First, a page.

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The great article by Dieter Petereit of the German based technology magazine T3N analyzed Groupon's business model and showed why Groupon can destroy your business and is not sustainable.

Why Groupon Destroys Your Business

Andrew Mason, founder and CEO of Groupon, has earned enough money to retire. He sold most if his Groupon shares and with an accumulated deficit of $522 million, Groupon partners are starting to abandon the ship.

The great article by Dieter Petereit of the German based technology magazine T3N analyzed Groupon’s business model and showed why Groupon can destroy your business and is not sustainable.

Here’s a short overview of his thoughts:

Economical Point of View

Offering discounts is only worthwhile from economical point of view if you:

  • have bought products in large amounts and need to get rid of over capacities (you bought a large amount of products and received a great price for the large amount)
  • if you need to get rid of your stock (e.g. seasonal sale)
  • if your products are shortly to expire (your loss is smaller if you offer discounts)

In these cases the customer is aware of the reason for the discount. A Groupon Deal mostly has no clear reason for a discount. The customer perceives the price offered as given and uses this price as price anchor. He will hence forth expect this price as reference price. Groupon’s argument of generating loyal customers is therefore not valid, since Groupon customers will only search for deals in this price region.

Additionally

  • if you have to serve a client with a coupon, you will not be able to serve a customer who is willing to pay the full price (e.g. if you are a self-employed hairdresser)
  • your full paying customers will be put off by the price he’ll have to pay, while next to him everyone has received a 50% discount; consequently you will either loose that customer or he will be only coming back if he also receives a 50% discount.

How does Groupon work?

  • As company you offer a discount (around 50%) on your normal price and publish it on Groupon
  • If enough people buy the coupon you have to split the earnings with Groupon 50/50

So if you offer a meal for $10 you receive $2.50. T3N states that many offers come from catering businesses. This market has low margins and is especially vulnerable towards deficits. You might receive an exquisite dinner for a low price. First, for this price the restaurant is likely to make a deficit and second, eating at price of a McDonald’s lunch really doesn’t fit your reputation. The people you attract will probably not be the clientage you are looking for.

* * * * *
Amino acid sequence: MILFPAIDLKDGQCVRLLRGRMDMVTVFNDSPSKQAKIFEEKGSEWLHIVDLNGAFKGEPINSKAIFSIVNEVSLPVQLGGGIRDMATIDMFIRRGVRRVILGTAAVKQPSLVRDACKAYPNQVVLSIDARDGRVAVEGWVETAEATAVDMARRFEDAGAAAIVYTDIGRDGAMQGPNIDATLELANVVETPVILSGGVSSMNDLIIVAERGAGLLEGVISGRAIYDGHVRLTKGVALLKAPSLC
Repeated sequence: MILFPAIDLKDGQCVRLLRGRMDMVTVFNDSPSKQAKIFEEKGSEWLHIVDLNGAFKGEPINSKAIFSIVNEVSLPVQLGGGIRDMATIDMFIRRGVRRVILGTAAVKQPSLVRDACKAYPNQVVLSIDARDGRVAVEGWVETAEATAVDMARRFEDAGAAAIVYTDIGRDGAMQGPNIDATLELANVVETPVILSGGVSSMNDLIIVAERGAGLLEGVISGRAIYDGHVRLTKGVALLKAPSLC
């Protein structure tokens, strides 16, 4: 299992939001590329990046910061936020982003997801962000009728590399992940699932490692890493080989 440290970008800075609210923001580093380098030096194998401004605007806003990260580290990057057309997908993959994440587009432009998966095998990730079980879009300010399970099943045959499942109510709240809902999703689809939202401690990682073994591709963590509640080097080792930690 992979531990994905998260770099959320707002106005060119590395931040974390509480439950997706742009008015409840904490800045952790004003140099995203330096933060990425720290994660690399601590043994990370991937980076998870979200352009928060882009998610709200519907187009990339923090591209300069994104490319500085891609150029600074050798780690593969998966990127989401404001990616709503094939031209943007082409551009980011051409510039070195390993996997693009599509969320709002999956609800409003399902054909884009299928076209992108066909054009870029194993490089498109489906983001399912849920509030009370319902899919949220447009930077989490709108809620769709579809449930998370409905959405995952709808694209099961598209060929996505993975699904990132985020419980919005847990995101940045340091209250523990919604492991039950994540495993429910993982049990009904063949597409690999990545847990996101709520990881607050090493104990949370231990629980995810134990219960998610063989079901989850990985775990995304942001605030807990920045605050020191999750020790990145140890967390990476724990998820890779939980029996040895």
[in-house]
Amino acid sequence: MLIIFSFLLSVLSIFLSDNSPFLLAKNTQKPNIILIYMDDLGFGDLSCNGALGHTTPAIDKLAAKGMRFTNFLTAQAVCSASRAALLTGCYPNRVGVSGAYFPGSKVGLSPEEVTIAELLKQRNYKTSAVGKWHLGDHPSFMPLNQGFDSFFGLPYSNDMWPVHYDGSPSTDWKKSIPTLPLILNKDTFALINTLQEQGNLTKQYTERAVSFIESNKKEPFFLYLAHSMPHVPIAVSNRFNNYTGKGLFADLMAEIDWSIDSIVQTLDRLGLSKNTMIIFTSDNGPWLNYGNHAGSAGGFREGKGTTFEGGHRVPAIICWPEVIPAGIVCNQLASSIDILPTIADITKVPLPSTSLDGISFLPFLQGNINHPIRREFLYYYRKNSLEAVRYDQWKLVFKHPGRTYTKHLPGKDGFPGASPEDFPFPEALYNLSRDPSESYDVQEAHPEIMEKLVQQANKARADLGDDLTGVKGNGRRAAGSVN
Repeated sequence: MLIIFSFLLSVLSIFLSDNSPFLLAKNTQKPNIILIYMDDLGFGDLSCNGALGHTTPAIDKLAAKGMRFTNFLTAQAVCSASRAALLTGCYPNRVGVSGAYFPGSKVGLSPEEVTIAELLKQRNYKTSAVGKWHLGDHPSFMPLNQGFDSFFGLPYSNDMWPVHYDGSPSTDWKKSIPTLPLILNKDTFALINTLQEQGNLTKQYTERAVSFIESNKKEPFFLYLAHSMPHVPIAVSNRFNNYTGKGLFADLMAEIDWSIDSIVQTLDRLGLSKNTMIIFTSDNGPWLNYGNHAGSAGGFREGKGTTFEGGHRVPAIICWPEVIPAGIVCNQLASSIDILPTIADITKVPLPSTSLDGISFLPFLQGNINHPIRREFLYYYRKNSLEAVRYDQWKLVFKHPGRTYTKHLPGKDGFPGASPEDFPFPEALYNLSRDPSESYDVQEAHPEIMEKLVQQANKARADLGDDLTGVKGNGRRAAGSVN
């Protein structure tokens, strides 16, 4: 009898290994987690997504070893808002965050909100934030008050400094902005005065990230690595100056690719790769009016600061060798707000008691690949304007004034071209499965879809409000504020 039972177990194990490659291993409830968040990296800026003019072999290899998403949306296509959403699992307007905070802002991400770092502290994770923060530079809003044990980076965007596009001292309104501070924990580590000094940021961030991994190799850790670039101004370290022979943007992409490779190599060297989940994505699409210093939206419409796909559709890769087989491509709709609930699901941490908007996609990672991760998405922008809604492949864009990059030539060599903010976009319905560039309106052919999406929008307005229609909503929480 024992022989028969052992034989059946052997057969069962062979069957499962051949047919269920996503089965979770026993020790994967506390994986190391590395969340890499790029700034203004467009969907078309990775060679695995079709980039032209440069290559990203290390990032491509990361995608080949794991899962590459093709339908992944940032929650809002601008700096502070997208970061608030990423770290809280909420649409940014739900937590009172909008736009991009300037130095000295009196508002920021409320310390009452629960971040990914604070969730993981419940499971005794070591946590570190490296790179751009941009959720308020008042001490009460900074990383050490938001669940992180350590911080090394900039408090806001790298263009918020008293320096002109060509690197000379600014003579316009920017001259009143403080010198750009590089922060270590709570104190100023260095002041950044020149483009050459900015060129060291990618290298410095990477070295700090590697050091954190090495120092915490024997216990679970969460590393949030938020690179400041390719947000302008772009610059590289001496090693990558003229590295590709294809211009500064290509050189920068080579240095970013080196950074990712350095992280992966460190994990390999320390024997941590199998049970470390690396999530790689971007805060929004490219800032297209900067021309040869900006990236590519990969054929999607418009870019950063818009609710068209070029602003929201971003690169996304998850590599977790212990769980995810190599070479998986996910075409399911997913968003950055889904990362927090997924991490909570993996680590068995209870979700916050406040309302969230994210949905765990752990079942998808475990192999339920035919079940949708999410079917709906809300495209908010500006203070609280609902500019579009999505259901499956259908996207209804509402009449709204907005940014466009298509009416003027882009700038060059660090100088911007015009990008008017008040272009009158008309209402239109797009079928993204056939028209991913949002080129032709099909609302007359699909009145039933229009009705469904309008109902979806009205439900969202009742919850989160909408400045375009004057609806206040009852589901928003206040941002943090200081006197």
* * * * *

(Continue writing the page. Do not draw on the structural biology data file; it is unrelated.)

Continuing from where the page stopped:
With the increasing volume of companies offering Groupon Deals the price spiral ascends downwards, setting the reference price at a  low rate. This on the other hand will force companies to back out of Groupon, since they will not be able to survive (Boston has already seen a decline in businesses using Groupon). This fluctuation will force Groupon to further acquire new partners in order not to lose their money flow or Groupon will need other money resources.

The question might occur, why is Groupon on its way to file  a $750 million IPO?

Here’s a good example of a small business that almost lost everything due to Groupon

And here are some great stats on how often Groupon-ers come back for a full purchase.

 

 

 

About Daniel Baur

Daniel Baur is a social media enthusiast. He holds a BA in Media- and Communication Science and an MA in European Business of the University of Fribourg. He is a passionate skier founder of several sports blogs and has recently discovered a wide interest in big data analysis.
  • Srush

    thanks Daniel you gave a great analysis. I just checked and there are 6,510,000 results
    (0.11 seconds) on groupon bad for business.

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  • Adrian Sanchez

    it’s all true.  if you don’t cater your model to give the businesses incentive to continue working with you, then you are just taking from the business and the plan is not sustainable.but the article misses a lot of thingsfor example, the company makes only $2.50 on the coupon, but how many customers end up spending more than the $10?
    How many purchased groupons don’t get redeamed at all?and if it’s a good business, how many customers don’t end up liking it, after trying something new and coming back in the future, now that they know the business is there?and finally, generating revenue is a byproduct of groupon.  the objective is to get customers in the door and market your business.  if you end up making money on each deal, great, but that’s just a bonus.the point is, if you advertise in a magazine, for example, you spend thousands of dollars and maybe nobody comes to your businesswhereas, with the groupon, you spent nothing to get the customer in your door other than whatever your cost is on the product or service offered and the money, $2.50 in this example, helps offset those costs… if they spend more than the $10, then you probably turned a profit on a customer that you spent nothing to get.  Very one sided article. 

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